I was recently in London, and a friend of mine invited me to his private club in Soho for a drink. I made my way through throngs of people, mostly tourists it seemed, to find the little street where his club is tucked away. I was excited, because I had heard years ago that artists like Annie Lennox and Chris Martin were members of this club, and while I’m not much of a celebrity monger, I did want to know what made the place so appealing to a variety of celebrated artists and entertainers.
When I got there, a cheerful young woman at the front desk greeted me and peered into a very large book, to find my name on the list. She showed me in, and I found my friend at the bar, who looked decidedly glum.
“What’s the matter, David?”
“Well, the place is just filled with unattractive, ill-behaved people today.”
“Are you making disparaging remarks about your fellow members?”
“No, there’s some kind of party going on, but just look at all these tacky people. And they’re walking around with plates of food, stuffing their faces. I was so hoping I could show you what this club is really like.”
Well, poor David got over – eventually. We had a few gin and tonics, and his spirits were lifted as we talked about the erudite things that make him happy.
But this incident made me think about how important it is for premium brands, of all kinds, to be conscious of who is using their products and services. Your most valued customers are discerning who they spend time with, either in a room or in an online community. And David’s chronic snobbery notwithstanding, he perfectly represents the way premium customers feel about managing the ‘company they keep.’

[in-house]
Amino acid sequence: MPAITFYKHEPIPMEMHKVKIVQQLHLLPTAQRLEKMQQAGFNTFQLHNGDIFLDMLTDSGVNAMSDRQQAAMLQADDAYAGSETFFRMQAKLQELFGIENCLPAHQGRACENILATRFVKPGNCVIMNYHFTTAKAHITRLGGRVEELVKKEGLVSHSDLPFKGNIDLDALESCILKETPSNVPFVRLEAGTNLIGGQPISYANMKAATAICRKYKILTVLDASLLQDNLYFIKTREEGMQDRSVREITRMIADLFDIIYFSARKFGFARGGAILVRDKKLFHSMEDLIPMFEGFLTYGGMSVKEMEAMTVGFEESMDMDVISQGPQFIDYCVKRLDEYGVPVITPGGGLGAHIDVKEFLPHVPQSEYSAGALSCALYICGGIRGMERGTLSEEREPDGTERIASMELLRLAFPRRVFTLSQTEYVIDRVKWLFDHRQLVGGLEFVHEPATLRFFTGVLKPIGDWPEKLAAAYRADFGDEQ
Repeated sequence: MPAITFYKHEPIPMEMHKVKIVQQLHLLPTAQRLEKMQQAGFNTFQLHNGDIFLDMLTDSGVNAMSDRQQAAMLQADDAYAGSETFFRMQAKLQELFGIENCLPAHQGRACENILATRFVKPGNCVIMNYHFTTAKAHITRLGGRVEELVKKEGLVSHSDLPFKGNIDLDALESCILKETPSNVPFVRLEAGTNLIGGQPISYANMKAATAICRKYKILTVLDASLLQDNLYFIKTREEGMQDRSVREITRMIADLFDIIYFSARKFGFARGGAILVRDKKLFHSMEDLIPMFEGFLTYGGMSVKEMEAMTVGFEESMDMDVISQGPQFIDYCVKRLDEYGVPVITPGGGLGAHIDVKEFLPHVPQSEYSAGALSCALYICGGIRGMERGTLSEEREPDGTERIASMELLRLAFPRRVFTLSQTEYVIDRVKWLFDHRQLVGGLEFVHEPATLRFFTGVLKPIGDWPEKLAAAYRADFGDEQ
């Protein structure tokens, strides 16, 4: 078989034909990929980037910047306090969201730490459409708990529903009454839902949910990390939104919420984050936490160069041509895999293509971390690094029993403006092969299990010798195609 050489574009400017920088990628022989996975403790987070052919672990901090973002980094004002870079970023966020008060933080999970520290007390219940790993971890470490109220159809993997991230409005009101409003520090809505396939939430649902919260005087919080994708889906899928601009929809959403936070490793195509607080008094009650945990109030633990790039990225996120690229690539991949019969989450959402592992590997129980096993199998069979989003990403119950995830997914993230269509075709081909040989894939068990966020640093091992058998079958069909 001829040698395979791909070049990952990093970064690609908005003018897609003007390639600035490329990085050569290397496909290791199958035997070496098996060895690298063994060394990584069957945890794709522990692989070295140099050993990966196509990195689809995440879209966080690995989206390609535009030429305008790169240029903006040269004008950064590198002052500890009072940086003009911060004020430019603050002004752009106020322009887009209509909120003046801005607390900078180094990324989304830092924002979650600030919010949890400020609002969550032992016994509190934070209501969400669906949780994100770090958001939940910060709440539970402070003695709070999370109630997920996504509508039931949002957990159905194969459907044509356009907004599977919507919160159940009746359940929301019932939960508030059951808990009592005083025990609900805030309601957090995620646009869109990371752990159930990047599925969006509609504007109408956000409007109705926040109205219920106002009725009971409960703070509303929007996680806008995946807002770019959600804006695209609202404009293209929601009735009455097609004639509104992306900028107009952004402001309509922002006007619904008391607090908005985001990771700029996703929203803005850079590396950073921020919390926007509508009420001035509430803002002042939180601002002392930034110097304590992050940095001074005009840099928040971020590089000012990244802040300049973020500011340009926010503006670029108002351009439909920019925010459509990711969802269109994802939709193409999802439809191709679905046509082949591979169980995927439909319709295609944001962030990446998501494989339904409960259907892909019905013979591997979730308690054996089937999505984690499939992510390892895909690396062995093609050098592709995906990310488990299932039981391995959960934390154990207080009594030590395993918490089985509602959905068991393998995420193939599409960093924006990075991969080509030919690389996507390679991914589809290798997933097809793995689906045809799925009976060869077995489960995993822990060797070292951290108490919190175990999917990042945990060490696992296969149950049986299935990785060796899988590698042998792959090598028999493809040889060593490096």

Recently, the Financial Times reported that Louis Vuitton is losing its popularity as a brand in China simply because too many lower-income consumers are sporting the brand, and the affluent are distancing themselves as a result.
Just last week, one of my account guys brought to our attention an even more hilarious blogsphere rumour about LV (or was it coach). Purportedly, Louis Vuitton sent the TV personality Snooki a Gucci bag as a gift, in the hopes that she would wear it publicly and thus devalue their competitor’s brand. Deviously clever.
Snooki in Florence, Italy
But instead of using unwitting brand assassins like Snooki to erode a competitor’s status, LV and all brands that charge a high premium for their products would do well to manage their licensing and marketing with more care. Along with being highly conscious of who is frequenting their communities and storefronts. Managing the company they keep, helps make them, the company you (the high value customer) want to keep.